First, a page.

‘Let all nations hear the word by sound or writing. Spare no place, spare not tongue nor pen, but be obedient to the Lord God and go through the world and be valiant for the Truth upon earth; tread and trample all that is contrary under... Be patterns, examples in all countries, places, islands, nations, wherever you come, that your carriage and life may preach among all sorts of people, and to them; then you will come to walk cheerfully over the world, answering that of God in everyone’ (George Fox, 1656).
William Penn, a wealthy man who sacrificed much for his commitment to the Quaker faith, used the expression ‘No Cross No Crown’. He knew that there was nothing ultimately worthy to be gained without sacrifice. Modern humanity does not particularly like the word ‘sacrifice’. The sacrifice happens in real life, as Christchurch Friends will know, even if not of their own choosing.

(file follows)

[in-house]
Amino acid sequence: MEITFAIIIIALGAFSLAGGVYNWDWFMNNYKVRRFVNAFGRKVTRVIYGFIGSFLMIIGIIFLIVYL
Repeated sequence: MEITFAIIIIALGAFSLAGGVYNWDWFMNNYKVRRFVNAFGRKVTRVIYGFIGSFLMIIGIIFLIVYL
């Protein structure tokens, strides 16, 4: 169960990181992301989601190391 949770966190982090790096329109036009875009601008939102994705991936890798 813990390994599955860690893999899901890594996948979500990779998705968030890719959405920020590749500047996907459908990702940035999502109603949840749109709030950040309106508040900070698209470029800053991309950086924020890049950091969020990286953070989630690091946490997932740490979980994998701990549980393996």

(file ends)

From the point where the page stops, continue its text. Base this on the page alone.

To help create a movement to save our environment and create a right relationship with humanity and the Earth (Gaia), we must be willing to be examples of the changes we seek. We must change how we live and travel and we must carefully choose what actions we can take to speak truth to power. Friends who are considered successful in their occupations or careers are seen willingly or unwillingly as examples of lifestyle choices to younger people in their occupations and to others who look to them as symbols of success. When we choose to live simply, others who know us, or look up to us, or are on the same career path, may also choose to live more simply.